Mystery Readers International, Mystery Readers Journal, and the Macavity Awards, were created by Anthony Award winner, Janet Rudolph.
Links to three of the short fiction nominees are included.
Best Mystery Novel
“The Marsh King's Daughter,” by Karen Dionne “Magpie Murders,” by Anthony Horowitz
“Bluebird, Bluebird,” by Attica Locke
“Glass Houses,” by Louise Penny
“The Old Man,” by Thomas Perry
“The Force,” by Don Winslow
Best First Mystery Novel
“Hollywood Homicide,” by Kellye Garrett
“The Dry,” by Jane Harper
“She Rides Shotgun,” by Jordan Harper “The Lost Ones,” by Sheena Kamal
“The Last Place You Look,” by Kristen Lepionka
“Lost Luggage,” by Wendall Thomas
Best Mystery Short Story
“As Ye Sow,” by Craig Faustus Buck, in Passport to Murder: Bouchercon Anthology 2017
“The #2 Pencil,” by Matt Coyle, in Coast to Coast: Private Eyes from Sea to Shining Sea
Sue Feder Memorial Award: Best Historical Mystery
“Dangerous to Know,” by Renee Patrick
“The Devouring,” by James R. Benn “In Farleigh Field,” by Rhys Bowen
“Cast the First Stone,” by James W. Ziskin
“Racing the Devil,” by Charles Todd
“A Rising Man,” by Abir Mukherjee
Congratulations to the Macavity Awards-2018 nominees and winners (indicated in red) 🙂
As we approach Memorial Day in the United States, I am reminded of the many friends and family members affected by war and its fallout, but rarely do veterans talk about their experiences. The authors below have captured the challenges and realities soldiers have faced throughout history. If you read Military Fiction and Non-fiction, these are among the best.
Mark Bowden: “Black Hawk Down,” true story of American forces in Somalia.
Philip Caputo: "A Rumor of War," the riveting true story of Philip Caputo's experience in Viet Nam.
Tom Clancy: “The Hunt for Red October,” based on a story rumored to be true.
Stephen Coonts: “Flight of the Intruder,” gripping story of Navy carrier pilot during Viet Nam, based on Coonts’ experiences.
Bernard Cornwell: “Sharpe’s Rifles,” part of a fictional series about Napoleonic warfare.
Nelson DeMille: “Up Country,” one of DeMille’s best. My review can be read here.
Ken Follett: “The Eye of the Needle,” Edgar Award winner.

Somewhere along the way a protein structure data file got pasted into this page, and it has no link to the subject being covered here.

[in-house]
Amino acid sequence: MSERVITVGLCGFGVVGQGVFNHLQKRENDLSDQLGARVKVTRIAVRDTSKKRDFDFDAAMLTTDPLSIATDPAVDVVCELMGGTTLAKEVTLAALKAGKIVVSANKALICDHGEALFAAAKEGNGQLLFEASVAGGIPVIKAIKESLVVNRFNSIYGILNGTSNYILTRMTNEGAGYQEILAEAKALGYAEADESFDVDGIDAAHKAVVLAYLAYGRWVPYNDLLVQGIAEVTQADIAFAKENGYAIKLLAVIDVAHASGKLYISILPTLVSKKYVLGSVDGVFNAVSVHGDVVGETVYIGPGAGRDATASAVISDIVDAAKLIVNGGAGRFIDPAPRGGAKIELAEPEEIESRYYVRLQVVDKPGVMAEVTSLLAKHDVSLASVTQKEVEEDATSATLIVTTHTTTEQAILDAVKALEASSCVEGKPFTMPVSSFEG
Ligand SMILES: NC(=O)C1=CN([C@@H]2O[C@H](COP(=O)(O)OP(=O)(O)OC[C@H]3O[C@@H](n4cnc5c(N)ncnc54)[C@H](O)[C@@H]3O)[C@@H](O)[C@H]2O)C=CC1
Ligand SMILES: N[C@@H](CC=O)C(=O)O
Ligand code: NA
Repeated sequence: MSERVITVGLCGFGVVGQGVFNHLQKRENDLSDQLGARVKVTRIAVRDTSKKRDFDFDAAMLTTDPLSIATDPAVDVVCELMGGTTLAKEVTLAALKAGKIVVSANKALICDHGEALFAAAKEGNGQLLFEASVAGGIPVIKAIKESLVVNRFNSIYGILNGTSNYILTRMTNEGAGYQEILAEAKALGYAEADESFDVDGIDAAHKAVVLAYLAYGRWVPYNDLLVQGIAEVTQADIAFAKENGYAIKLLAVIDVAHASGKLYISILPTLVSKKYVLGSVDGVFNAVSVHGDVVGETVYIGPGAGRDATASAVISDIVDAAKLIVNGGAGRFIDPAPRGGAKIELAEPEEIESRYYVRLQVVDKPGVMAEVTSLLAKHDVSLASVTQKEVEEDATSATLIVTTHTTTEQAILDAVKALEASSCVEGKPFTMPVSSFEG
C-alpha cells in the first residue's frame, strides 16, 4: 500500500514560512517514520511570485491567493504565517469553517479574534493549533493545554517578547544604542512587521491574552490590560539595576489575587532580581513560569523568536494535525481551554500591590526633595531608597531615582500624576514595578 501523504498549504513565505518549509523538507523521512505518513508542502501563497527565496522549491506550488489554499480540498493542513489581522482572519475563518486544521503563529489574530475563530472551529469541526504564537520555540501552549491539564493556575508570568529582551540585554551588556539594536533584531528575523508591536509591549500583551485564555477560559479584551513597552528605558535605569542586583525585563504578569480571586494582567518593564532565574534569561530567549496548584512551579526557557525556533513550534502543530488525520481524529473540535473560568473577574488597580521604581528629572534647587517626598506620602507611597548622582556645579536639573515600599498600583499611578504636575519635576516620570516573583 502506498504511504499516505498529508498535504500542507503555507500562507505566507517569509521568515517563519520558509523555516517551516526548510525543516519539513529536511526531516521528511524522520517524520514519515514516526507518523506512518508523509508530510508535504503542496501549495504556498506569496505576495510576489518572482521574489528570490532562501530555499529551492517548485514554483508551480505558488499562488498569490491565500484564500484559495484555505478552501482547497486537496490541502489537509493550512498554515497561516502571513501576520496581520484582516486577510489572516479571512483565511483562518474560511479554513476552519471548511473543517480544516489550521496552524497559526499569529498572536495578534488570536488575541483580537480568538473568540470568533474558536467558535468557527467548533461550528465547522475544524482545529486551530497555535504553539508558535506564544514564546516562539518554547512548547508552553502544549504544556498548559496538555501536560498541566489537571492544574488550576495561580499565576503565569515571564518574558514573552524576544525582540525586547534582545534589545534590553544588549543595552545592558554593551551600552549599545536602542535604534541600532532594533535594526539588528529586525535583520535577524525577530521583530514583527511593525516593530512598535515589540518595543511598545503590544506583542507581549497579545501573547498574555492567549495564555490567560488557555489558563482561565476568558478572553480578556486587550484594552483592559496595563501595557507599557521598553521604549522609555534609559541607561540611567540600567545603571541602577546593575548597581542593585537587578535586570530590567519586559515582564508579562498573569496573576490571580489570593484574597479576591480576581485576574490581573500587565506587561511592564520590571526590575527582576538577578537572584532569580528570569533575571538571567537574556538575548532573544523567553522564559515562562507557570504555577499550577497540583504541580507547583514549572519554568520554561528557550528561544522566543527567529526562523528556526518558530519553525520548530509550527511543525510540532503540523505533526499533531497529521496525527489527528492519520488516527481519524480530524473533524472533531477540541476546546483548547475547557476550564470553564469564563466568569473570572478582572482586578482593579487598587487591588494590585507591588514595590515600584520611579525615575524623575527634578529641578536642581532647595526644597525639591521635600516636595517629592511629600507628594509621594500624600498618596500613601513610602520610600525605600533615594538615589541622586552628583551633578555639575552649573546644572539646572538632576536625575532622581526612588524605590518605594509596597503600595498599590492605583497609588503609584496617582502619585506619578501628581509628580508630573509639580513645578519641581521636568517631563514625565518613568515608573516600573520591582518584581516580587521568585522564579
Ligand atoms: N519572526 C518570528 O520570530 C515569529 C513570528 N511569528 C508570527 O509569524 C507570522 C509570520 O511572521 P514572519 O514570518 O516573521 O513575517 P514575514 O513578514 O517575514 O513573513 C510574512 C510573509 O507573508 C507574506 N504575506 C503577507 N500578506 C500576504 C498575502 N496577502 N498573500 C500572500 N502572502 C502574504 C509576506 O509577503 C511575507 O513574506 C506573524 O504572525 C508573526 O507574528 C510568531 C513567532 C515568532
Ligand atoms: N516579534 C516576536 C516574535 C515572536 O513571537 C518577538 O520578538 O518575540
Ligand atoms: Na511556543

Christopher Hibbert: “Red Coats and Rebels,” American Revolution told from the British perspective.
Laura Hillenbrand: “Unbroken,” WW2 true story of resilience, review here.
John Keegan: “The Face of Battle,” the story of what real soldiers go through, with information about famous battles in history.
Phil Klay: “Redeployment,” award-winning book contains 12 short stories centered around deployment in Afghanistan & Iraq.
Marcus Luttrell: “Lone Survivor: Eyewitness Account of Operation Redwing and the Lost Heroes of SEAL Team 10.”
Tim O'Brien: "The Things They Carried," award-winning book of the Viet Nam conflict.
Thank a veteran. Give him/her a job. They sacrificed much and fought to keep you free.
The Anthony Awards 2018 were handed out at The World Mystery Convention (usually referred to as Bouchercon) on September 8, 2018. Bouchercon is an annual conference named after Anthony Boucher, a mystery author and critic who helped found the Mystery Writers of America. This event honors various segments of the mystery and crime fiction community.
The nominees for the Anthony Awards 2018 were chosen by attendees at the 2017 convention, as well as early registrants for the 2018 event. The recognized works were published during 2017 and the finalists were voted upon by the 2018 Bouchercon attendees. The winners were announced that weekend. Congratulations to all the nominees and winners! Winners indicated in red. 🙂